3 Reasons Not to Confess to a Crime

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When someone is facing criminal charges, there is a lot of pressure put on them to confess to the crime – whether they committed the crime or not. The police may interrogate you and tell you they have all the evidence they need, but they’ll go easy on you if you just confess. You may be feeling the stress of the process and just want it to be over. Regardless of the source of the pressure, there is pressure to confess. It may be a big mistake though – one that could threaten your freedom, your livelihood, and your family.

There are countless reasons you should not confess to a crime – at least not without the advice of your attorney – but here are what we think are the top 3 reasons:

  • 1. You’ve might be waiving your Miranda rights. Remember when the officer read you your right to remain silent and your right to an attorney? If you keep talking after the officer read you those rights, you might be waiving them. Many times, the officer will have the person sign a waiver of those rights but they don’t have to. Even if you don’t explicitly state you are waiving your rights, your actions could waive them for you. This means you can’t take back what you said. If you aren’t guilty of the crime but fell under the pressure and confessed, it’s very difficult to take that back and it’s extremely difficult to keep that confession out of court during your trial. There’s a reason you have these rights – don’t waive them on a whim.
  • 2. The police might be lying to you. Remember when they said they’d go easy on you? That’s probably a lie. Remember when they said they have all the evidence they need against you? Could be a lie. The police are under no obligation to tell you the truth. Take everything they say with a grain of salt. If they have all of the evidence they need, why would they be pushing so hard for you to confess? They may have some evidence against you but wait to let your attorney gauge how much evidence there is and provide you with guidance before you confess to something you may or may not have done.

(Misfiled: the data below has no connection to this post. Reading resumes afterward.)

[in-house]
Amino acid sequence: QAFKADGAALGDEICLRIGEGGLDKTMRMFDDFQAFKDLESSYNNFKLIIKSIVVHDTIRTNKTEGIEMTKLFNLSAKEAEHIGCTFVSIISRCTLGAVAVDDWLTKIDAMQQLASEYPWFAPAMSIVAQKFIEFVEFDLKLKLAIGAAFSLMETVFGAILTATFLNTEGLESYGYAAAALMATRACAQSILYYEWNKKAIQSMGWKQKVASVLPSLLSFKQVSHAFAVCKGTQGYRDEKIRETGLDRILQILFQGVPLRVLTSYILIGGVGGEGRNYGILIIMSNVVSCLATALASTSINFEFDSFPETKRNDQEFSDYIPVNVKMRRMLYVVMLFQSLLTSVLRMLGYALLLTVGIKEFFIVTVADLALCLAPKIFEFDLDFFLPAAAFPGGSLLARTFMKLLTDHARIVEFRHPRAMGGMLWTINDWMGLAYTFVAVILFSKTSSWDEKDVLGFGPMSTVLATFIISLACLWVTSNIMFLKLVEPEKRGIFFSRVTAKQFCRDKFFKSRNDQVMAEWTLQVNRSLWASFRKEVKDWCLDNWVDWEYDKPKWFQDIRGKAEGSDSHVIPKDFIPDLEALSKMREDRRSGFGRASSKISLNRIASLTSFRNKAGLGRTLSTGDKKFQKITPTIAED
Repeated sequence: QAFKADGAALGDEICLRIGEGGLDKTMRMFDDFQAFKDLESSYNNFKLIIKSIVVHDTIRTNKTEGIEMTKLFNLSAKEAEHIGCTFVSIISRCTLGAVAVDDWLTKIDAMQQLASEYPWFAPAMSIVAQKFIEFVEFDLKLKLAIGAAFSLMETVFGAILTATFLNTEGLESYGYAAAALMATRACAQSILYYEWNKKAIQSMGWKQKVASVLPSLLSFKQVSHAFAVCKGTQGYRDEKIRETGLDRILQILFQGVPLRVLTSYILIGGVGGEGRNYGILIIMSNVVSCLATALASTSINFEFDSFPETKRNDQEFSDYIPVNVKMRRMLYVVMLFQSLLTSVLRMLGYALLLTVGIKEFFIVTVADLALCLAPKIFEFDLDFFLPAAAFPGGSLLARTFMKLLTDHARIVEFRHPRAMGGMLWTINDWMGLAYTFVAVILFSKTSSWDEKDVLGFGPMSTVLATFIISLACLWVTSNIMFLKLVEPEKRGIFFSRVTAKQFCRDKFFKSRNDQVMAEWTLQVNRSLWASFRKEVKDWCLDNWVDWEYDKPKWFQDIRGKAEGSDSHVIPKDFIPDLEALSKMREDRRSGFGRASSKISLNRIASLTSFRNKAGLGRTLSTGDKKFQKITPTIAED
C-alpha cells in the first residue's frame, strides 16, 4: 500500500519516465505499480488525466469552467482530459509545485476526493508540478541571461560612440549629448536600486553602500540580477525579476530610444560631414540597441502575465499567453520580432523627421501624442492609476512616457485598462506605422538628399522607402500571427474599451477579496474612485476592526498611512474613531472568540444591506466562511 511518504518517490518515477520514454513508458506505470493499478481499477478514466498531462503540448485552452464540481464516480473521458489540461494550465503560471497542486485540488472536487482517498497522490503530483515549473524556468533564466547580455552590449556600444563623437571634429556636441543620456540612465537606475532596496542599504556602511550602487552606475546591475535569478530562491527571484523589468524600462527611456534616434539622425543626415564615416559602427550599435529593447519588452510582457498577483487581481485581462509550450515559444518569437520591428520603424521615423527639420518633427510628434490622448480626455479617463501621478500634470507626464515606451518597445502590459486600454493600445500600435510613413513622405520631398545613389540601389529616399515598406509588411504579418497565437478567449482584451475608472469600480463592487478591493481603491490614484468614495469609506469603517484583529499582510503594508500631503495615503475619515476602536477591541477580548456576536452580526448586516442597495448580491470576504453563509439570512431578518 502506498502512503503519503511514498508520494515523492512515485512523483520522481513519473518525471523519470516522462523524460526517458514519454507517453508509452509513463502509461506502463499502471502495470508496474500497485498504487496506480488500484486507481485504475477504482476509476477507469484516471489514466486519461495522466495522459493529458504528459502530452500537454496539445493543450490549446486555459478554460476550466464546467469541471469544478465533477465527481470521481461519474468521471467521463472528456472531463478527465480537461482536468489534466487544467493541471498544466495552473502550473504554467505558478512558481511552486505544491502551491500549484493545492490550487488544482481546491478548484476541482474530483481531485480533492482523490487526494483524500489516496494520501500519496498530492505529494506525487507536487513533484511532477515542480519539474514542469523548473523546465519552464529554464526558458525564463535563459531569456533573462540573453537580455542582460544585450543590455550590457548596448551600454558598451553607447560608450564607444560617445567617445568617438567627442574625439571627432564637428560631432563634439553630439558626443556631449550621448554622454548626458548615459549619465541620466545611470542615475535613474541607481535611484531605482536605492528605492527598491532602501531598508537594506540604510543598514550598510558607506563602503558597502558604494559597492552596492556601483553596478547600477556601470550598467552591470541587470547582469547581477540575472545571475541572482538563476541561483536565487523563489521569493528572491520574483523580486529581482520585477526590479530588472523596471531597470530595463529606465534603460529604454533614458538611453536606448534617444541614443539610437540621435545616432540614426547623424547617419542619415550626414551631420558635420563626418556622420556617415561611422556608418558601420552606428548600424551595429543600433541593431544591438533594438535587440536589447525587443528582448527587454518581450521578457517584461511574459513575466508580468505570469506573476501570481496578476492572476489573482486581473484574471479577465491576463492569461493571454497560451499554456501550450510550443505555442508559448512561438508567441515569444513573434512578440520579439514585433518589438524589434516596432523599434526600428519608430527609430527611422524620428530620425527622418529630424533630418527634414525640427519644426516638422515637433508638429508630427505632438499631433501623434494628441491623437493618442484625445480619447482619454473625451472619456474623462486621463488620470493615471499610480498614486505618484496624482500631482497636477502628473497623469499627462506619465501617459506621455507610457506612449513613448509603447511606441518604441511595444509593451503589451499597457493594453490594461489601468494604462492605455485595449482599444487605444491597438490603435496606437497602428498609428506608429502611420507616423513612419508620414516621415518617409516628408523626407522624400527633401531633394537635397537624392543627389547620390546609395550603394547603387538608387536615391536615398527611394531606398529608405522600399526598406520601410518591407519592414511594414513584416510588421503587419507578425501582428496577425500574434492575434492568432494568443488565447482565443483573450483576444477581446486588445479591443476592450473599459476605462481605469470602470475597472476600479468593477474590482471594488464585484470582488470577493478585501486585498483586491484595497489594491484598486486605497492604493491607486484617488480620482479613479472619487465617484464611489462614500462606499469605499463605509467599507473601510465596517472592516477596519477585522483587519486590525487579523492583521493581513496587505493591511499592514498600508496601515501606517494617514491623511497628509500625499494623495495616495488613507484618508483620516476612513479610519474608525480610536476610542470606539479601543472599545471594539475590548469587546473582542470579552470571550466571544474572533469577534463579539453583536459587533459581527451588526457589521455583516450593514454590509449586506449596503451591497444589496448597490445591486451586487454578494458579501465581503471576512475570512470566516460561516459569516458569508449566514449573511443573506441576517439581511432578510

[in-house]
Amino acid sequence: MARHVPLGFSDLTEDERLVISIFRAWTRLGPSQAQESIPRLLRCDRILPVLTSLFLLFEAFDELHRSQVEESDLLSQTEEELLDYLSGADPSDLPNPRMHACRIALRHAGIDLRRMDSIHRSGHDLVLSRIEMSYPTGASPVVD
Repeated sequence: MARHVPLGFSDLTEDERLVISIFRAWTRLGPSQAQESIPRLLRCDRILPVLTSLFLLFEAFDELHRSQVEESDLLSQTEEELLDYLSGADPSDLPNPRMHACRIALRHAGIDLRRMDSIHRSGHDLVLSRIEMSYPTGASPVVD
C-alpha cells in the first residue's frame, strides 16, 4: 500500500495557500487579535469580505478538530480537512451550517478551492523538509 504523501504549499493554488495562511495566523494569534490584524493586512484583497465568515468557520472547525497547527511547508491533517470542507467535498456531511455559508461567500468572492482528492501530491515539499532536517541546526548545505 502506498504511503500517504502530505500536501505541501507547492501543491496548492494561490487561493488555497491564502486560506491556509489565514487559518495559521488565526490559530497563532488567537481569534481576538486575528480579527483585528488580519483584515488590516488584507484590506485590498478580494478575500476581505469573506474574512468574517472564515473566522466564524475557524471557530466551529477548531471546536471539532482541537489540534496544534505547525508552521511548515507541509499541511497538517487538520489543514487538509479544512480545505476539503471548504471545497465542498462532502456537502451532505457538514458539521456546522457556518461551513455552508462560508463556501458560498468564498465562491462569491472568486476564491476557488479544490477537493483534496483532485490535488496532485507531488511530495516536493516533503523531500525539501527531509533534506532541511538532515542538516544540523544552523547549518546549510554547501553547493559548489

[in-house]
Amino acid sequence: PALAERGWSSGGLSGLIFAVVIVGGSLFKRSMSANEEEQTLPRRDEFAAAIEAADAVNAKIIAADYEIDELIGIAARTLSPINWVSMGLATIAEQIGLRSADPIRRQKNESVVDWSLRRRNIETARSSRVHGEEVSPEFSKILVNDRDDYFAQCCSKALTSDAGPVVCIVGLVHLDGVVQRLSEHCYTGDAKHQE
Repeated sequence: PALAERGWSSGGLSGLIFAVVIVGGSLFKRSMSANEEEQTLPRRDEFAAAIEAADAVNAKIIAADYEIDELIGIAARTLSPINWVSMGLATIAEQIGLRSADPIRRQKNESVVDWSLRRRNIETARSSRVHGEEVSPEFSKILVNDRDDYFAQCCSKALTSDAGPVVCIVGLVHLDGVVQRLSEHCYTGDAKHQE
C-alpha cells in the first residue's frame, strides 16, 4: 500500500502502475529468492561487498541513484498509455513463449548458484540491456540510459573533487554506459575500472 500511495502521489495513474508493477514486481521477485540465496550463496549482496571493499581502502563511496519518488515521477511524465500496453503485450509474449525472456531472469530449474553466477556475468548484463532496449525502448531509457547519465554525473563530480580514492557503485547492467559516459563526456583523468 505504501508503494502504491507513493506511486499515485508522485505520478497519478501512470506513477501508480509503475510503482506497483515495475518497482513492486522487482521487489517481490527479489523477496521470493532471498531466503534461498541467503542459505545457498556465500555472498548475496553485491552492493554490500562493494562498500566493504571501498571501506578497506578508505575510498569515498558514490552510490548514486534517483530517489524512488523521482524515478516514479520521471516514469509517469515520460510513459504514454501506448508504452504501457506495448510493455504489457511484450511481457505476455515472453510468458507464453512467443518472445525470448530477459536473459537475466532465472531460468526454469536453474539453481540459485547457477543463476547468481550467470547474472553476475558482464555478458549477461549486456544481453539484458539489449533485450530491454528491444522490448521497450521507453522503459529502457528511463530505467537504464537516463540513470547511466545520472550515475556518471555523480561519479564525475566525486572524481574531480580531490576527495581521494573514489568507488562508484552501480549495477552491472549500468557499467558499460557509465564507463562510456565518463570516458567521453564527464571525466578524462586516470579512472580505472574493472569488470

• 3. You may be waiving defenses. Remember that part of your Miranda warning where they said: “anything you say can and will be used against you”. If you have a defense to a crime, some of the things you say could waive that defense or, at the very least, make it very difficult to prove the defense and convince a judge or jury of that defense. This goes back to the previous point, the police are not working with you to go easy on you, they are working against you and will use your words against you. For example, maybe you didn’t know that what was in that bag was a drug – could that be a defense? Maybe – but if the police pressure you and continually say: “how could you not have known?” or “we know you knew” and you say something that resembles an admission to knowing, you’ve made it much more difficult to use that defense. Wait for your attorney to analyze the facts and provide you with advice and information on available defenses before you unknowingly waive them trying to get a good deal from the police.

Don’t worry - if you have confessed to a crime, there are still some avenues to defend yourself. Moral of the story – don’t make a confession; it will make your attorney's job much more difficult and increase the likelihood of a bad outcome for you. If you’re facing a criminal charge, call us today for your free consultation with the Hester Law Group.